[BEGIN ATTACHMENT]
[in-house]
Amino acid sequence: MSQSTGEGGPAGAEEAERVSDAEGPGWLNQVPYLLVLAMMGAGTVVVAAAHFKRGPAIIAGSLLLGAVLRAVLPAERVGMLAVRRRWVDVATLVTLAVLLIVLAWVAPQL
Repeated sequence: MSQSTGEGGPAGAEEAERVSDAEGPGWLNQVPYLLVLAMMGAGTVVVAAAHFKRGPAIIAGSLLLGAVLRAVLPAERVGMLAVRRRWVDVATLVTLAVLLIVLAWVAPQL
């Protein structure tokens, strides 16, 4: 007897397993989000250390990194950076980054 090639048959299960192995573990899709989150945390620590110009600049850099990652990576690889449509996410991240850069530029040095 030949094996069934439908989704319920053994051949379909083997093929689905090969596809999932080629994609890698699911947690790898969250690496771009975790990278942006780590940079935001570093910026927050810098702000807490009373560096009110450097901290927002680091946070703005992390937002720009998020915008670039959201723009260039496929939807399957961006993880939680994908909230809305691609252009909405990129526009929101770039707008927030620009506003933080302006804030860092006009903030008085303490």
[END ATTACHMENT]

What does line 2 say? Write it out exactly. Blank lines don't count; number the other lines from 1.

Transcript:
Amino acid sequence: MSQSTGEGGPAGAEEAERVSDAEGPGWLNQVPYLLVLAMMGAGTVVVAAAHFKRGPAIIAGSLLLGAVLRAVLPAERVGMLAVRRRWVDVATLVTLAVLLIVLAWVAPQL